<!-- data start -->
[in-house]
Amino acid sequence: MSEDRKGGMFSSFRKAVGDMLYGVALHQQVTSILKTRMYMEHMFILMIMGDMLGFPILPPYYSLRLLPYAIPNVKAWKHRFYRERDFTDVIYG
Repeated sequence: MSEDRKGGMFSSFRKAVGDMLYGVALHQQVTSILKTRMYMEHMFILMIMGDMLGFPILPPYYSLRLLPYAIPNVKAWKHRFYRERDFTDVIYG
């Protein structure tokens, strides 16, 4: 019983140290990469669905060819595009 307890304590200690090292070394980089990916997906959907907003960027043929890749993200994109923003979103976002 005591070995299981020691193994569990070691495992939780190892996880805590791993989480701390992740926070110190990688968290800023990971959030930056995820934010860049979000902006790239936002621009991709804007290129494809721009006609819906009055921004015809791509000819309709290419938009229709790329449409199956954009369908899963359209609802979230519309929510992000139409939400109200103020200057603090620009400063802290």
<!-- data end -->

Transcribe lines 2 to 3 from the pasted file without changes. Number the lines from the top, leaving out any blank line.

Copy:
Amino acid sequence: MSEDRKGGMFSSFRKAVGDMLYGVALHQQVTSILKTRMYMEHMFILMIMGDMLGFPILPPYYSLRLLPYAIPNVKAWKHRFYRERDFTDVIYG
Repeated sequence: MSEDRKGGMFSSFRKAVGDMLYGVALHQQVTSILKTRMYMEHMFILMIMGDMLGFPILPPYYSLRLLPYAIPNVKAWKHRFYRERDFTDVIYG